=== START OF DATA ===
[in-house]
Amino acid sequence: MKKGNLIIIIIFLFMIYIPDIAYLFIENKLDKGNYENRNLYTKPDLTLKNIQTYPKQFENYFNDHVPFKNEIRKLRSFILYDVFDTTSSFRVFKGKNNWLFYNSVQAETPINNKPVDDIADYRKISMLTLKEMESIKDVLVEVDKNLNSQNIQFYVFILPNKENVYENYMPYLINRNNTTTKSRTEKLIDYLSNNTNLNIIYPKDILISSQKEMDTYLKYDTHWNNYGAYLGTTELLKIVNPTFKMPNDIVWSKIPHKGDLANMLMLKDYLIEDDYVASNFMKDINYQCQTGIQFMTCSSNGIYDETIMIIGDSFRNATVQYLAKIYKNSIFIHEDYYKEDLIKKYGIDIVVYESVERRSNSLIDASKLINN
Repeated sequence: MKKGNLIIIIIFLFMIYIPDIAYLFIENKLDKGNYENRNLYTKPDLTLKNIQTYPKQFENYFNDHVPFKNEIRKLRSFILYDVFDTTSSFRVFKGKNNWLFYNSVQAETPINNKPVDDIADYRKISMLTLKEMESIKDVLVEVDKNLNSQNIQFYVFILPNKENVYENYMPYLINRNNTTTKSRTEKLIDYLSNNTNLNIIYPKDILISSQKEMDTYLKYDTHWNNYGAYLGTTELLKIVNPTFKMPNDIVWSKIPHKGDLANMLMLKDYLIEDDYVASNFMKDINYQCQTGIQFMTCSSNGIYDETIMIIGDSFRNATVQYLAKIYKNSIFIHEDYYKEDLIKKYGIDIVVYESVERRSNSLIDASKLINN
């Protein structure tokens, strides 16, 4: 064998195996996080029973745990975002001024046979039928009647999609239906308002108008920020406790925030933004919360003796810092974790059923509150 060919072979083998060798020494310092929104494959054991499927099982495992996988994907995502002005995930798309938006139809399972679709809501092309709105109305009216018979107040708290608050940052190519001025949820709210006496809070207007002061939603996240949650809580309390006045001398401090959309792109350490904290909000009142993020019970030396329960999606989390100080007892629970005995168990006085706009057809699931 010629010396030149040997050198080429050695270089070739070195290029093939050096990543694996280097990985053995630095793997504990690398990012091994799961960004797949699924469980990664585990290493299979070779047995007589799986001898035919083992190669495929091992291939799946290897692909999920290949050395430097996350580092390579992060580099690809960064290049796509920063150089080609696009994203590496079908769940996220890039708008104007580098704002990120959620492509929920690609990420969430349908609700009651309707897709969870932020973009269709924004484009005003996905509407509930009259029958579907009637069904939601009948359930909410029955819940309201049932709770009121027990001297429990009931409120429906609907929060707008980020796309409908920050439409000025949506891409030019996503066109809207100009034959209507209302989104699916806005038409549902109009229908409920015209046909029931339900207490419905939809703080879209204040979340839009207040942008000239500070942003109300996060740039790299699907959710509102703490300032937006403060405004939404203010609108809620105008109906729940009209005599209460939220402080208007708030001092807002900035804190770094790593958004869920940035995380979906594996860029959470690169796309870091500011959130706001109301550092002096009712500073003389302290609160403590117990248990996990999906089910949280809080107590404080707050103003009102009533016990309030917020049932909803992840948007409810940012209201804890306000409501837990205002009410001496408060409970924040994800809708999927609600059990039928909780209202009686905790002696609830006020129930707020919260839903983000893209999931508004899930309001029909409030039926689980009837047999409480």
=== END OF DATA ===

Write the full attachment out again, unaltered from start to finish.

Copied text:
[in-house]
Amino acid sequence: MKKGNLIIIIIFLFMIYIPDIAYLFIENKLDKGNYENRNLYTKPDLTLKNIQTYPKQFENYFNDHVPFKNEIRKLRSFILYDVFDTTSSFRVFKGKNNWLFYNSVQAETPINNKPVDDIADYRKISMLTLKEMESIKDVLVEVDKNLNSQNIQFYVFILPNKENVYENYMPYLINRNNTTTKSRTEKLIDYLSNNTNLNIIYPKDILISSQKEMDTYLKYDTHWNNYGAYLGTTELLKIVNPTFKMPNDIVWSKIPHKGDLANMLMLKDYLIEDDYVASNFMKDINYQCQTGIQFMTCSSNGIYDETIMIIGDSFRNATVQYLAKIYKNSIFIHEDYYKEDLIKKYGIDIVVYESVERRSNSLIDASKLINN
Repeated sequence: MKKGNLIIIIIFLFMIYIPDIAYLFIENKLDKGNYENRNLYTKPDLTLKNIQTYPKQFENYFNDHVPFKNEIRKLRSFILYDVFDTTSSFRVFKGKNNWLFYNSVQAETPINNKPVDDIADYRKISMLTLKEMESIKDVLVEVDKNLNSQNIQFYVFILPNKENVYENYMPYLINRNNTTTKSRTEKLIDYLSNNTNLNIIYPKDILISSQKEMDTYLKYDTHWNNYGAYLGTTELLKIVNPTFKMPNDIVWSKIPHKGDLANMLMLKDYLIEDDYVASNFMKDINYQCQTGIQFMTCSSNGIYDETIMIIGDSFRNATVQYLAKIYKNSIFIHEDYYKEDLIKKYGIDIVVYESVERRSNSLIDASKLINN
């Protein structure tokens, strides 16, 4: 064998195996996080029973745990975002001024046979039928009647999609239906308002108008920020406790925030933004919360003796810092974790059923509150 060919072979083998060798020494310092929104494959054991499927099982495992996988994907995502002005995930798309938006139809399972679709809501092309709105109305009216018979107040708290608050940052190519001025949820709210006496809070207007002061939603996240949650809580309390006045001398401090959309792109350490904290909000009142993020019970030396329960999606989390100080007892629970005995168990006085706009057809699931 010629010396030149040997050198080429050695270089070739070195290029093939050096990543694996280097990985053995630095793997504990690398990012091994799961960004797949699924469980990664585990290493299979070779047995007589799986001898035919083992190669495929091992291939799946290897692909999920290949050395430097996350580092390579992060580099690809960064290049796509920063150089080609696009994203590496079908769940996220890039708008104007580098704002990120959620492509929920690609990420969430349908609700009651309707897709969870932020973009269709924004484009005003996905509407509930009259029958579907009637069904939601009948359930909410029955819940309201049932709770009121027990001297429990009931409120429906609907929060707008980020796309409908920050439409000025949506891409030019996503066109809207100009034959209507209302989104699916806005038409549902109009229908409920015209046909029931339900207490419905939809703080879209204040979340839009207040942008000239500070942003109300996060740039790299699907959710509102703490300032937006403060405004939404203010609108809620105008109906729940009209005599209460939220402080208007708030001092807002900035804190770094790593958004869920940035995380979906594996860029959470690169796309870091500011959130706001109301550092002096009712500073003389302290609160403590117990248990996990999906089910949280809080107590404080707050103003009102009533016990309030917020049932909803992840948007409810940012209201804890306000409501837990205002009410001496408060409970924040994800809708999927609600059990039928909780209202009686905790002696609830006020129930707020919260839903983000893209999931508004899930309001029909409030039926689980009837047999409480």